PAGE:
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i u a pi pu pa ti tu ta ki ku ka gi gu ga mi mu ma ni nu na si su sa li lu la ji ju ja vi vu va ri ru ra qi qu qa ngi ngu nga lhi lhu lha

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Iqaluit drummers ready to wow crowds at Arctic Winter Games

Nunatsiaq | January 27, 2023

Categories: news

Iqaluit drummers ready to wow crowds at Arctic Winter Games

Inuksuk Drum Dancers to represent Team Nunavut, perform at Cultural Gala

The Inuksuk Drum Dancers from Iqaluit will be a part of Team Nunavut at the Arctic Winter Games in Wood Buffalo, Alta., from Jan. 29 to Feb. 4. The group will perform multiple shows throughout the week, showcasing Inuit drumming and throat singing. From left: (top row) Mia Maurice, Taiga Las, Ella Estey, (bottom row) Mary Piercey-Lewis, Kristy Kanayuk, Aura Kwon, Mackenzie O’Dell. (Photo by Patrick McDermott/courtesy of Mary Piercey-Lewis)

By Madalyn Howitt

When the best amateur athletes from Nunavut and Nunavik gather next week for the Arctic Winter Games, it will be one of the biggest showcases of sports talent in the Arctic regions.

It will also shine a spotlight on some of the Arctic’s best young musical performers.

Representing Team Nunavut at this year’s Games, being held in Wood Buffalo, Alta., are the Inuksuk Drum Dancers from Iqaluit, a group of local high school students who perform Inuit throat singing, drumming and traditional dances.

Members Ella Estey, Mackenzie O’Dell, Mia Maurice, Kristy Kanayuk, Aura Kwon, Taiga Las and their teacher, Mary Piercey-Lewis, are getting ready for a packed performance schedule at the Games, which open Sunday and run until Feb. 4.

The group will perform multiple shows throughout the weeklong competition. It culminates with a 20-minute performance that they’ll debut at the Cultural Gala event, where performers from the participating Arctic regions will showcase singing, dancing and music.

In addition to Nunavut, those regions will include Nunavik, the Northwest Territories, Yukon, Greenland, Alaska, northern Alberta, Finland and Norway.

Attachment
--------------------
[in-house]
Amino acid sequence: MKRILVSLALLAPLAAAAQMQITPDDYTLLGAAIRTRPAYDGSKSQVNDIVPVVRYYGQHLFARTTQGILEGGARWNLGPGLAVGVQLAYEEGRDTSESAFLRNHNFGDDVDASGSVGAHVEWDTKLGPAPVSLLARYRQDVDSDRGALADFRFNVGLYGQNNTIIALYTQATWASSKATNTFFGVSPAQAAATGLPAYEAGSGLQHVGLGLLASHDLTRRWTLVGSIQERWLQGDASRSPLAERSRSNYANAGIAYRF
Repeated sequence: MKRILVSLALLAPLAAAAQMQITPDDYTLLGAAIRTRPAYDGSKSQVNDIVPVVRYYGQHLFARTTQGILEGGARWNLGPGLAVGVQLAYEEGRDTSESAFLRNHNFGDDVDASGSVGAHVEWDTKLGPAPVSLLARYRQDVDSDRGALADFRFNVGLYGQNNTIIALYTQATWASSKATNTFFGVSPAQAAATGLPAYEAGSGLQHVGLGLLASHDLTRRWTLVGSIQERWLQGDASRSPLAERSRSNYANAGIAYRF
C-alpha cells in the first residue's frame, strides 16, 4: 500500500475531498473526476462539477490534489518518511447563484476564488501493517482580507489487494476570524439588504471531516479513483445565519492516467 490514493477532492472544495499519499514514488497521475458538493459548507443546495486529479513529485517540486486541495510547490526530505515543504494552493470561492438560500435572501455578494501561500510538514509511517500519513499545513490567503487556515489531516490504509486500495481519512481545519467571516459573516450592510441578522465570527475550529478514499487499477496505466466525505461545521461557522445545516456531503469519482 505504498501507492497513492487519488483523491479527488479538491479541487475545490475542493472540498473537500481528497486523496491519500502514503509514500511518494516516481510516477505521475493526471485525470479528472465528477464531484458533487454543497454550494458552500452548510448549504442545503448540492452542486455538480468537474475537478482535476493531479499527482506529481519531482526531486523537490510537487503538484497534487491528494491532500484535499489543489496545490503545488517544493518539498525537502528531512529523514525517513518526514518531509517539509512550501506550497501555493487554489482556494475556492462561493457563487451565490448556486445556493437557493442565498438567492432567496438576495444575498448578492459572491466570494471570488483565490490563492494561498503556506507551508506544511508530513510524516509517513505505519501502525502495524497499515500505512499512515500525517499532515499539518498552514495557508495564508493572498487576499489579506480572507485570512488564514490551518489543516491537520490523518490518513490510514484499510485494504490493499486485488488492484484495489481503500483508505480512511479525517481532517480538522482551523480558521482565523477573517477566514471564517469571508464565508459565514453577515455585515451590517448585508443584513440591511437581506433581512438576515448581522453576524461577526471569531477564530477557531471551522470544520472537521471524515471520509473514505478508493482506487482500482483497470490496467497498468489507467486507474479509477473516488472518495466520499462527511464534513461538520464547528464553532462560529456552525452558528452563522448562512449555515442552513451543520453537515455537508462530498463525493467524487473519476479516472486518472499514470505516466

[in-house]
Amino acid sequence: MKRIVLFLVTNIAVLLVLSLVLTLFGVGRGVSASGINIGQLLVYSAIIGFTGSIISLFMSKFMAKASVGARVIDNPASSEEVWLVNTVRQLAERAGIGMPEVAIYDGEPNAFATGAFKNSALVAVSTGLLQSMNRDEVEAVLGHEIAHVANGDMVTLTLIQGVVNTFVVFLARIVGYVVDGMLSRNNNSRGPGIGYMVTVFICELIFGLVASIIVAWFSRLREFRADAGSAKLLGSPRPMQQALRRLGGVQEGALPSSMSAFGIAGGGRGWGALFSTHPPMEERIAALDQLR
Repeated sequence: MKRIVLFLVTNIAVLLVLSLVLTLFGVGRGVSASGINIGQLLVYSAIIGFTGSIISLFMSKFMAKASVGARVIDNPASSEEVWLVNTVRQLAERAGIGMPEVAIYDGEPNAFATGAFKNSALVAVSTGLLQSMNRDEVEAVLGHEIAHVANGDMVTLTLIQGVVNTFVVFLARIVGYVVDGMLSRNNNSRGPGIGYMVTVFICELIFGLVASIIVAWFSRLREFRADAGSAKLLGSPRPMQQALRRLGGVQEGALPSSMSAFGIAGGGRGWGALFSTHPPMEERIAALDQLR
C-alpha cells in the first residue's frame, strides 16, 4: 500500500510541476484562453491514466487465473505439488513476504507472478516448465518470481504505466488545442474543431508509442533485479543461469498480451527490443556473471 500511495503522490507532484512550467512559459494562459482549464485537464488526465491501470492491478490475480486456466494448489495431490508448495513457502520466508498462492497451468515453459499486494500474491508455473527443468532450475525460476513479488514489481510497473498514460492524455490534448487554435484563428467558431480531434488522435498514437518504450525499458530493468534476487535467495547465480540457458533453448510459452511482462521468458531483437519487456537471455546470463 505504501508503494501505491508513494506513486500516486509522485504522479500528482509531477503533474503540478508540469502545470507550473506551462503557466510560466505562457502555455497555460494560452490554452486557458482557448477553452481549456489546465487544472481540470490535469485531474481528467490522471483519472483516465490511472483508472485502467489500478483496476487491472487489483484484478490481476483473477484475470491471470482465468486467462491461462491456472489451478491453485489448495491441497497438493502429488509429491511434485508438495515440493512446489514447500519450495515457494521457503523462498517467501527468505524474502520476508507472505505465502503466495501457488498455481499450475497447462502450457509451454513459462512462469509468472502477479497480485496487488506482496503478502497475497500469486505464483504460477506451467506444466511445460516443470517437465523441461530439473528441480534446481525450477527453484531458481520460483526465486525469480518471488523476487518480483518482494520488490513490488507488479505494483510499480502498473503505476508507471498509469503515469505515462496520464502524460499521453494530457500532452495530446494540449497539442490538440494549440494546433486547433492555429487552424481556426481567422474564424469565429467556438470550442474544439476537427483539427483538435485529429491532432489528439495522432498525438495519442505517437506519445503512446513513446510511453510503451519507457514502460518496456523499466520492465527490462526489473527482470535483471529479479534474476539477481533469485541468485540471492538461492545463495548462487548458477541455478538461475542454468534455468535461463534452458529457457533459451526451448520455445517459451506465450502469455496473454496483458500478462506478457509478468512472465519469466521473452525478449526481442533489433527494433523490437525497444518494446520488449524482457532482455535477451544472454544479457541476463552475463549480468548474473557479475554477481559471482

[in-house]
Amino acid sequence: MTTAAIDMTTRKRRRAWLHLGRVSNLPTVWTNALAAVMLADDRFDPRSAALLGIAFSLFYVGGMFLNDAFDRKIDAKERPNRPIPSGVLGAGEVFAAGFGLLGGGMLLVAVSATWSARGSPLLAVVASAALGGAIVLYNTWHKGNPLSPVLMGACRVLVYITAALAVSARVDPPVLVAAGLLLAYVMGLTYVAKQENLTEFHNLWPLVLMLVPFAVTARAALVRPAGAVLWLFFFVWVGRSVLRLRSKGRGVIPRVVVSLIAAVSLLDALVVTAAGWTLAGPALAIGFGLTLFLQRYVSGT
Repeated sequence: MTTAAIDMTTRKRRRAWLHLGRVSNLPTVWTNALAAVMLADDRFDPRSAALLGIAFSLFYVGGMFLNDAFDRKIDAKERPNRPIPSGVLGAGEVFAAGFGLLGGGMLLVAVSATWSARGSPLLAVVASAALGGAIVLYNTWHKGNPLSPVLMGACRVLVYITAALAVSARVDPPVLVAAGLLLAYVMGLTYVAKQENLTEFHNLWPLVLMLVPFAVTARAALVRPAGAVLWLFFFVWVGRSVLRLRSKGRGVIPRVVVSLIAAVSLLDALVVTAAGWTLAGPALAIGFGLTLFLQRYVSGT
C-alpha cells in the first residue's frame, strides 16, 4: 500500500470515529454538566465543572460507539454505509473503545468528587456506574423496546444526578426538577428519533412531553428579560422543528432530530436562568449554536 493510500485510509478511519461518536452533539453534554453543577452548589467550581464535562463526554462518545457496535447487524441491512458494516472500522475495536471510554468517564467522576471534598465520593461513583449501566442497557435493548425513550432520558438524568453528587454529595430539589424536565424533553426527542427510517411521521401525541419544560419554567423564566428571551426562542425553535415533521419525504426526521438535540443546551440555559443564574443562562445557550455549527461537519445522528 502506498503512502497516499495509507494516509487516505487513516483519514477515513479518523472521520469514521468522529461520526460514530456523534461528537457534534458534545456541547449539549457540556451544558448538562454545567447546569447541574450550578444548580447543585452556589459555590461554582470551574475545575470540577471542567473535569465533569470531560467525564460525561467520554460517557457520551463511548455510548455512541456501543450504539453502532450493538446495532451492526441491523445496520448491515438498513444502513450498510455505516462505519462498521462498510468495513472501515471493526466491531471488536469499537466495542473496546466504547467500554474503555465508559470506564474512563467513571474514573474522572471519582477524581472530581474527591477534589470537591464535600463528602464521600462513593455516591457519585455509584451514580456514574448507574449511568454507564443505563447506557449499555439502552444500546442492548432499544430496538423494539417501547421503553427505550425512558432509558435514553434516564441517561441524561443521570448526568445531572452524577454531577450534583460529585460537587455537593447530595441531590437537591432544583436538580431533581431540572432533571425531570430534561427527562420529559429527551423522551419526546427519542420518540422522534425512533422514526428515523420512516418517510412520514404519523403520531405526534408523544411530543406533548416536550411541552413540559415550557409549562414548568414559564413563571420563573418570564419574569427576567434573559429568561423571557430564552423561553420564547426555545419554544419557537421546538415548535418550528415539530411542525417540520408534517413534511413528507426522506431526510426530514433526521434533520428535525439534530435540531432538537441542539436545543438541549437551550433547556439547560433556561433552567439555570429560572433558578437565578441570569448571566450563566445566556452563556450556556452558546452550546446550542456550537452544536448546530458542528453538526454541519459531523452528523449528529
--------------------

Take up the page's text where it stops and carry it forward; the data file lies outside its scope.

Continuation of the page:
Getting a chance to see all the cultural contingents perform together on stage is what O’Dell is most looking forward to.

“I’m most excited to show them what we do and also see what they do. I think it’s gonna be a really cool experience,” she said.

Kanayuk agrees.

“I’m looking forward to seeing all the other nations and countries come together and do what they do best,” she said.

The Inuksuk Drum Dancers’ original performance will include drum dancing, a throat-singing demonstration and a blend of traditional and contemporary songs the group is having fun practising ahead of their trip.

Inuksuk Drum Dancers are seen here performing at a National Day for Truth and Reconciliation Event in Ottawa in 2022. (File photo by Jeff Pelletier)

They are also planning to hold music workshops throughout the week and work on a special performance with the other cultural contingents.

“That’s really exciting, because that’s going to be new and it will feature people from all across the circumpolar North,” Piercey-Lewis said.

In addition to performances at the Games, the Inuksuk Drum Dancers will also give pop-up performances around the Wood Buffalo region, at community centres, public spaces and “anywhere they ship us to,” laughed Piercey-Lewis.

“I think we’ll be able to connect with the audiences a little bit more than we normally would … with more social interaction, with food and conversations as well as music.”

Estey said she’s most excited about the pop-up shows, while Maurice said she’s looking forward to all of the practices the groups will be having.

“It’s a really nice experience all together, not just performing on stage but being together as a group,” Maurice said.

“We’re all getting pumped up and ready to perform,” added O’Dell.

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